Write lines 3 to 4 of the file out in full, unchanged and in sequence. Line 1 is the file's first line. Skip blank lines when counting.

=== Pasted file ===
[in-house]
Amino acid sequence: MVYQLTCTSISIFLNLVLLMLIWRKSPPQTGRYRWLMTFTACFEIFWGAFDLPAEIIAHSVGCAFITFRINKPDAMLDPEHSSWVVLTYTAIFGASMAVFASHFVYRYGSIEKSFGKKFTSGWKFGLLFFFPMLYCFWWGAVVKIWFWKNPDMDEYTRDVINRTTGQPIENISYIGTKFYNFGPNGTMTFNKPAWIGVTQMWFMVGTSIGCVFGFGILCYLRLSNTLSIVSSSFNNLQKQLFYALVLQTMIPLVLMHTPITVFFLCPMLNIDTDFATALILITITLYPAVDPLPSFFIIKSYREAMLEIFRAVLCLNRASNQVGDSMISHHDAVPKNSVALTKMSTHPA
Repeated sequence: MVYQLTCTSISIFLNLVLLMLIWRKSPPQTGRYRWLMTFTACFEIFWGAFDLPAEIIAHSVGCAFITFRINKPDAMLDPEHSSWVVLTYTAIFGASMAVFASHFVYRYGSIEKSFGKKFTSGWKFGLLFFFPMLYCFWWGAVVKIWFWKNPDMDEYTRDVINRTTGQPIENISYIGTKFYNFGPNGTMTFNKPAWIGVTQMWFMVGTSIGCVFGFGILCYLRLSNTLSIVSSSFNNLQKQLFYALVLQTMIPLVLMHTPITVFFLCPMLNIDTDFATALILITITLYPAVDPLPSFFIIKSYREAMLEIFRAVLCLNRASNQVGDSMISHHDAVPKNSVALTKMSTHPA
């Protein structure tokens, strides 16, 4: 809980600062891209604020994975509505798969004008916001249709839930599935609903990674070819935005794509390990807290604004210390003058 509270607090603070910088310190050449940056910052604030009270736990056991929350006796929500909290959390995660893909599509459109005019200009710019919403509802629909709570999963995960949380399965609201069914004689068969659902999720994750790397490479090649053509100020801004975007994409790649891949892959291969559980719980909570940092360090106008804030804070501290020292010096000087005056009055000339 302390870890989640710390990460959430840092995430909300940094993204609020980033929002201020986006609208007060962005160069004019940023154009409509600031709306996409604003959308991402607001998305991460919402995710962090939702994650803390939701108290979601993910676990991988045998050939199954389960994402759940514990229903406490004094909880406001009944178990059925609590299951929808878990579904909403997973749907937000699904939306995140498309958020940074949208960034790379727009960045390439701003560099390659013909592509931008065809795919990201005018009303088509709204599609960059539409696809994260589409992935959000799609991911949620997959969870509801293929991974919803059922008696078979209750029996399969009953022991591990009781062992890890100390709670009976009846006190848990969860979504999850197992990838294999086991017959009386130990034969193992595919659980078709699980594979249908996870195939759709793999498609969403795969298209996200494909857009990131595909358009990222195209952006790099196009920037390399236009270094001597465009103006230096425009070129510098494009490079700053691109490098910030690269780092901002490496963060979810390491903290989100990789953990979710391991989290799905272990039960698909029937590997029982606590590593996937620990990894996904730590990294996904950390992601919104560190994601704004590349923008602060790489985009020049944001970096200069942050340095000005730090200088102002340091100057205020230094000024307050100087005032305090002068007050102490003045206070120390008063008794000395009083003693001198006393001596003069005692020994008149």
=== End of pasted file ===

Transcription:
Repeated sequence: MVYQLTCTSISIFLNLVLLMLIWRKSPPQTGRYRWLMTFTACFEIFWGAFDLPAEIIAHSVGCAFITFRINKPDAMLDPEHSSWVVLTYTAIFGASMAVFASHFVYRYGSIEKSFGKKFTSGWKFGLLFFFPMLYCFWWGAVVKIWFWKNPDMDEYTRDVINRTTGQPIENISYIGTKFYNFGPNGTMTFNKPAWIGVTQMWFMVGTSIGCVFGFGILCYLRLSNTLSIVSSSFNNLQKQLFYALVLQTMIPLVLMHTPITVFFLCPMLNIDTDFATALILITITLYPAVDPLPSFFIIKSYREAMLEIFRAVLCLNRASNQVGDSMISHHDAVPKNSVALTKMSTHPA
């Protein structure tokens, strides 16, 4: 809980600062891209604020994975509505798969004008916001249709839930599935609903990674070819935005794509390990807290604004210390003058 509270607090603070910088310190050449940056910052604030009270736990056991929350006796929500909290959390995660893909599509459109005019200009710019919403509802629909709570999963995960949380399965609201069914004689068969659902999720994750790397490479090649053509100020801004975007994409790649891949892959291969559980719980909570940092360090106008804030804070501290020292010096000087005056009055000339 302390870890989640710390990460959430840092995430909300940094993204609020980033929002201020986006609208007060962005160069004019940023154009409509600031709306996409604003959308991402607001998305991460919402995710962090939702994650803390939701108290979601993910676990991988045998050939199954389960994402759940514990229903406490004094909880406001009944178990059925609590299951929808878990579904909403997973749907937000699904939306995140498309958020940074949208960034790379727009960045390439701003560099390659013909592509931008065809795919990201005018009303088509709204599609960059539409696809994260589409992935959000799609991911949620997959969870509801293929991974919803059922008696078979209750029996399969009953022991591990009781062992890890100390709670009976009846006190848990969860979504999850197992990838294999086991017959009386130990034969193992595919659980078709699980594979249908996870195939759709793999498609969403795969298209996200494909857009990131595909358009990222195209952006790099196009920037390399236009270094001597465009103006230096425009070129510098494009490079700053691109490098910030690269780092901002490496963060979810390491903290989100990789953990979710391991989290799905272990039960698909029937590997029982606590590593996937620990990894996904730590990294996904950390992601919104560190994601704004590349923008602060790489985009020049944001970096200069942050340095000005730090200088102002340091100057205020230094000024307050100087005032305090002068007050102490003045206070120390008063008794000395009083003693001198006393001596003069005692020994008149």